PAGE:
Demolishing and rebuilding Allianz Stadium is predicted to bring in more events and people to the venue. Picture: Mark Evans
Demolishing and rebuilding Allianz Stadium is predicted to bring in more events and people to the venue. Picture: Mark Evans

Secret plans reveal Allianz must be bulldozed

THE top-secret business case behind the redevelopment of Allianz Stadium reveals demolishing and rebuilding the arena delivers significantly more economic benefit than any other option.

The Daily Telegraph has obtained the executive summary of the KPMG business case dated January 2018, currently being prepared for the Berejiklian government.

The KMPG documents, labelled "sensitive - NSW cabinet" boost the state government's case to demolish and rebuild the Moore Park stadium, finding that the alternative of a simple refurbishment would have "significant capital costs for marginal improvements" and deliver "significantly negative net economic outcomes".

 

The Berejikilian government has been under pressure over the stadium rebuilds but this news will likely give them a boost. Picture: AAP Image/Peter Rae
The Berejikilian government has been under pressure over the stadium rebuilds but this news will likely give them a boost. Picture: AAP Image/Peter Rae

The analysis reveals a new stadium at Moore Park would deliver an extra 20 events on average per year, from 34-37 events to up to 59. This would include more than twice as many NRL games, the addition of international rugby league more regular US events and double the number of concerts.

It also predicts a new stadium would drive an attendance increase of about 15 per cent.

Based on these assumptions, the analysis finds in favour of knocking down the ailing stadium and rebuilding it to a 45,000-seat venue, finding this option delivers the best financial benefit and strongest cost benefit ratio.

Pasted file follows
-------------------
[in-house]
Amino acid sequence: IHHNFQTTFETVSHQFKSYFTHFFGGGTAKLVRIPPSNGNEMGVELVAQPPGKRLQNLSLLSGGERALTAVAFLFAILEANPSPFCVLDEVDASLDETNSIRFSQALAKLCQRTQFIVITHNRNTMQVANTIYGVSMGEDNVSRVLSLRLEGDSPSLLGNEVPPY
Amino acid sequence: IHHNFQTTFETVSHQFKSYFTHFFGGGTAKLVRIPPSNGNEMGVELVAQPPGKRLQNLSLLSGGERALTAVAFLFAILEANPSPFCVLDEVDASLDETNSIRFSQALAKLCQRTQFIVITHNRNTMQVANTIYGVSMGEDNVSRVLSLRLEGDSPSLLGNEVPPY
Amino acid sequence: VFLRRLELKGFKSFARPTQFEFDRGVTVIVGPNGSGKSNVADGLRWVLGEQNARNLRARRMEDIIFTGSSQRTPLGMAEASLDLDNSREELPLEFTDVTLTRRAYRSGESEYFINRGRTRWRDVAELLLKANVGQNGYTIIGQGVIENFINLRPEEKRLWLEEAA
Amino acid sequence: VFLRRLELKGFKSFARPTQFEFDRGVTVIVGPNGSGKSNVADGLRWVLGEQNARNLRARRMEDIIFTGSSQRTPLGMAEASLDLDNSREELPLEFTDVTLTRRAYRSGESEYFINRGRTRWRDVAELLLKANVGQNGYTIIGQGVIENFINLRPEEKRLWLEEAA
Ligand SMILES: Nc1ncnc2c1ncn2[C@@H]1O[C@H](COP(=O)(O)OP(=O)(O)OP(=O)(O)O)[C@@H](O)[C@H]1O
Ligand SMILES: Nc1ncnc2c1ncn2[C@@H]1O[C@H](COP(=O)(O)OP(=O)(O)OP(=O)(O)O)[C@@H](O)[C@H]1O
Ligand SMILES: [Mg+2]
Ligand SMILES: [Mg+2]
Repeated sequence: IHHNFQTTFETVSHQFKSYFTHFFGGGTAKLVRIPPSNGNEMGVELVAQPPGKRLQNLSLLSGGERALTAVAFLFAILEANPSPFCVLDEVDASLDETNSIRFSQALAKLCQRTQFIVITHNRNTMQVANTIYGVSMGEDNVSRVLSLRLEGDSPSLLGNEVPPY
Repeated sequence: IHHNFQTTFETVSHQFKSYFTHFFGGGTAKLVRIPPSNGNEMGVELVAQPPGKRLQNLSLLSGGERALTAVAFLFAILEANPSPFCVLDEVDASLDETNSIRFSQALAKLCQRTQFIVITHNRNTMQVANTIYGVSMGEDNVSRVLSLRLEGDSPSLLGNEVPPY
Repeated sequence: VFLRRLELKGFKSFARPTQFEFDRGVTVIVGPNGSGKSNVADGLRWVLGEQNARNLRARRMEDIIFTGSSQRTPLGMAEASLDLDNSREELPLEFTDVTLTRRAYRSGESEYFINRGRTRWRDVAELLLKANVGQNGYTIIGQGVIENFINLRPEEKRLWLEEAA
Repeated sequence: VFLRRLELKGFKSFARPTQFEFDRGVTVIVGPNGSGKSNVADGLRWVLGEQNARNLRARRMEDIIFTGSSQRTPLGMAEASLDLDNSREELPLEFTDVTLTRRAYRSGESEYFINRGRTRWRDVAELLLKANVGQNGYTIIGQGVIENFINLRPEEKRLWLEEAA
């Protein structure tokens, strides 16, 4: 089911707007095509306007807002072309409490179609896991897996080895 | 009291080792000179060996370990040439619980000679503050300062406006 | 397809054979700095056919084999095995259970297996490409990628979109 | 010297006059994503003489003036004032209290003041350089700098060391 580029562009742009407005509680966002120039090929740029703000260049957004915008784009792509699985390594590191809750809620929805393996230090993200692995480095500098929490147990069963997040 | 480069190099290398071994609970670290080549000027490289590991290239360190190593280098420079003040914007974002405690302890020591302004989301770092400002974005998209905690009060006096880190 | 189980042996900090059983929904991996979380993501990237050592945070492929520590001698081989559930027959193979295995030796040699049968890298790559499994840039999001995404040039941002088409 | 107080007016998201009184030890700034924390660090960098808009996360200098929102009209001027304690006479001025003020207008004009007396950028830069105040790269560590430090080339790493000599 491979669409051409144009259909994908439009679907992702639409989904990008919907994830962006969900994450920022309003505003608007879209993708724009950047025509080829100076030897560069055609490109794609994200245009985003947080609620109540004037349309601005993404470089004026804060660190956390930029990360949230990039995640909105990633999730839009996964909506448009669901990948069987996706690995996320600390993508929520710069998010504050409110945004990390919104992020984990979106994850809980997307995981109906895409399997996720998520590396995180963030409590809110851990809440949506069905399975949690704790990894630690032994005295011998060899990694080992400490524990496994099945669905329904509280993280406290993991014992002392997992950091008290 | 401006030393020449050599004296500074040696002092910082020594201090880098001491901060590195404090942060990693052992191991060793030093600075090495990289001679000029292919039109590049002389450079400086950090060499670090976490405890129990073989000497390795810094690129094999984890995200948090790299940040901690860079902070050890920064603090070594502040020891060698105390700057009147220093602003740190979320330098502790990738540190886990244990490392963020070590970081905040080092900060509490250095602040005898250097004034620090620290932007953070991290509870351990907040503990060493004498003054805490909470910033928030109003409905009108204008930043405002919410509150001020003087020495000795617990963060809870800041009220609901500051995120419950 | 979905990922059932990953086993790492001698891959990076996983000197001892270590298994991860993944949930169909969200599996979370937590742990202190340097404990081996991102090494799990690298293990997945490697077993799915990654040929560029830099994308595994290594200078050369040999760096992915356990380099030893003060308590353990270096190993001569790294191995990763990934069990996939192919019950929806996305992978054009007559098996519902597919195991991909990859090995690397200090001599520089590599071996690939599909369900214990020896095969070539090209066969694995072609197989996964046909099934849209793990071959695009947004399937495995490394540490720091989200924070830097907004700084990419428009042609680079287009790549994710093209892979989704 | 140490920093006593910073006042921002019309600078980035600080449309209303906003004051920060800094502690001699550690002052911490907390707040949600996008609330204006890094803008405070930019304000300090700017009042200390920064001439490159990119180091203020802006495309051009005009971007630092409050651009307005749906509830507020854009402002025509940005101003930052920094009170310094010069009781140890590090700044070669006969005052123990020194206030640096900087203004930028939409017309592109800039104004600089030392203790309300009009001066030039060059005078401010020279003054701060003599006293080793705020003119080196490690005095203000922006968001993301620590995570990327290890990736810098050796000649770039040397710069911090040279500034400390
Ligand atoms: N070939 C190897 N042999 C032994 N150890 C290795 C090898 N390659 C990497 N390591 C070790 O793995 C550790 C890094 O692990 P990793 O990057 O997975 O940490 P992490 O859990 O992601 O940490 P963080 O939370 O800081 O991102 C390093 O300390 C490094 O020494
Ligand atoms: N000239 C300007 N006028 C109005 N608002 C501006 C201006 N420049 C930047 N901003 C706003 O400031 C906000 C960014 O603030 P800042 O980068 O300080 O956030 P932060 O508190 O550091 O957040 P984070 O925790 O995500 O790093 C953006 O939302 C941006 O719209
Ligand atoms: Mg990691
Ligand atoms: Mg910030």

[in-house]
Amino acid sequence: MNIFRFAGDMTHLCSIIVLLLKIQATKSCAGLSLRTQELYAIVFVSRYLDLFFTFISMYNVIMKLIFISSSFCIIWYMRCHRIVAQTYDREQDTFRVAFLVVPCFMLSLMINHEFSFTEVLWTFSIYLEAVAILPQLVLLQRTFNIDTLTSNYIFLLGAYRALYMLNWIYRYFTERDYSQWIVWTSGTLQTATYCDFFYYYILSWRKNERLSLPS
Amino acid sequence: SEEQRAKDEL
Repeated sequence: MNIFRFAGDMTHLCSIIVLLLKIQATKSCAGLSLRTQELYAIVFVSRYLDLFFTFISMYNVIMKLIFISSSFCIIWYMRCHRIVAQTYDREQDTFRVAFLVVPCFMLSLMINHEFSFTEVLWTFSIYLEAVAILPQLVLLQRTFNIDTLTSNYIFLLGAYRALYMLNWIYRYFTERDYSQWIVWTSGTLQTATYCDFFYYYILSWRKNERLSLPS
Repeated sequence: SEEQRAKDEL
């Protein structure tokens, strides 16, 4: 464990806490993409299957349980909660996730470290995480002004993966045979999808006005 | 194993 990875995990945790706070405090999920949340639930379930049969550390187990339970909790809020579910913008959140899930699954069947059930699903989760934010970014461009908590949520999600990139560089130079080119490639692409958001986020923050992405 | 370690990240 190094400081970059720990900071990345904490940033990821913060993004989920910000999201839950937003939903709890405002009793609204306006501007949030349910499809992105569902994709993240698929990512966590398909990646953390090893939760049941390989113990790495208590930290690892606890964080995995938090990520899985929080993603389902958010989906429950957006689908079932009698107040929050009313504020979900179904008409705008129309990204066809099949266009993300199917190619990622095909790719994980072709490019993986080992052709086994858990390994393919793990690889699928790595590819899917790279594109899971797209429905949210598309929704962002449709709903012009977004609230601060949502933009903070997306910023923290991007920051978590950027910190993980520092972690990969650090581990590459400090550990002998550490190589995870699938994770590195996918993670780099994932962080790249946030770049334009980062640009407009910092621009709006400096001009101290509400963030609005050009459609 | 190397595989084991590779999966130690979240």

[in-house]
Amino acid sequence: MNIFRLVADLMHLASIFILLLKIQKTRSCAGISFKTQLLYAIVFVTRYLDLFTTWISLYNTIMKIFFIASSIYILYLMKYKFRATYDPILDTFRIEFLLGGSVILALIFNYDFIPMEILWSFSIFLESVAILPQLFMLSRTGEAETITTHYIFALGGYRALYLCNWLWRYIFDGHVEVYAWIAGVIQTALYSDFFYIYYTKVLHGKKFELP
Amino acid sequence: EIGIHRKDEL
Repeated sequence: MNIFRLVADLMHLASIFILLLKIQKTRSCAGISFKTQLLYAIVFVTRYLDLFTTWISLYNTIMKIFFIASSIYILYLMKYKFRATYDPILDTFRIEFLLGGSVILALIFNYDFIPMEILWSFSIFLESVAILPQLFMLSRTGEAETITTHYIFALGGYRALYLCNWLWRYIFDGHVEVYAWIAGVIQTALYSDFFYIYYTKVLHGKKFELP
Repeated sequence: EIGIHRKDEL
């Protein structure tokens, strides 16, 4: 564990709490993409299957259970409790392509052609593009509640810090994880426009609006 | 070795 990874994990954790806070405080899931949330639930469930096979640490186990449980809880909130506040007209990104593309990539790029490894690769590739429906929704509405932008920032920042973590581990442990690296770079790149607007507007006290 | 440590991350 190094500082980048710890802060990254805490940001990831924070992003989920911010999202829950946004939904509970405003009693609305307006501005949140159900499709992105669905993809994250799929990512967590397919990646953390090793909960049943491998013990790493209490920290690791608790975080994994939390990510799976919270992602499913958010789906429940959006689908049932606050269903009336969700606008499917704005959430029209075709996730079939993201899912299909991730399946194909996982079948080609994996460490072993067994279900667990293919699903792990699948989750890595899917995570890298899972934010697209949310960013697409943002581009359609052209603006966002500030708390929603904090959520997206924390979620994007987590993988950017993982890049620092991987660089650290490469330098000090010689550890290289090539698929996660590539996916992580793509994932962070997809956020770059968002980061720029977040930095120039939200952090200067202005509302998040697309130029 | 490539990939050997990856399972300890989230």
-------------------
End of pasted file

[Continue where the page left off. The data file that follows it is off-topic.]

The final business case has not yet been seen by Sports Minister Stuart Ayres. KPMG will deliver a final version to Infrastructure NSW, which will then hand it to the government within the next month.

The documents put the cost benefit ratio at "approximately break-even", for demolishing and rebuilding the stadium, meaning for every dollar spent there will be a dollar in economic benefit for the state.

This analysis will provide a boost to the Berejiklian government, which has been under pressure of the scale of the spend planned for stadiums. The government has previously put the cost of its Allianz stadium redevelopment at $705 million.

The KPMG documents find that the current ageing Sydney Football Stadium "presents a strong case for change" with doubts it could remain open beyond the end of the year unless its occupancy certificate is extended.

"The stadium requires significant capital outlay to remain operational, only to deliver a substandard product that is affecting demand for sporting events," the document states.

"There are also real and immediate safety concerns, equity concerns and significant operational inefficiencies."

Assessing the decrepit state of the current stadium, the KPMG analysis notes that it would cost $141 million for a "first instalment" of "remedial works" just to keep the stadium open - which would only extend its life "by up to five years, say to 2021".

It points to the safety problems and operating inefficiencies, including fire safety issues, security problems and noncompliance with the building code of Australia.



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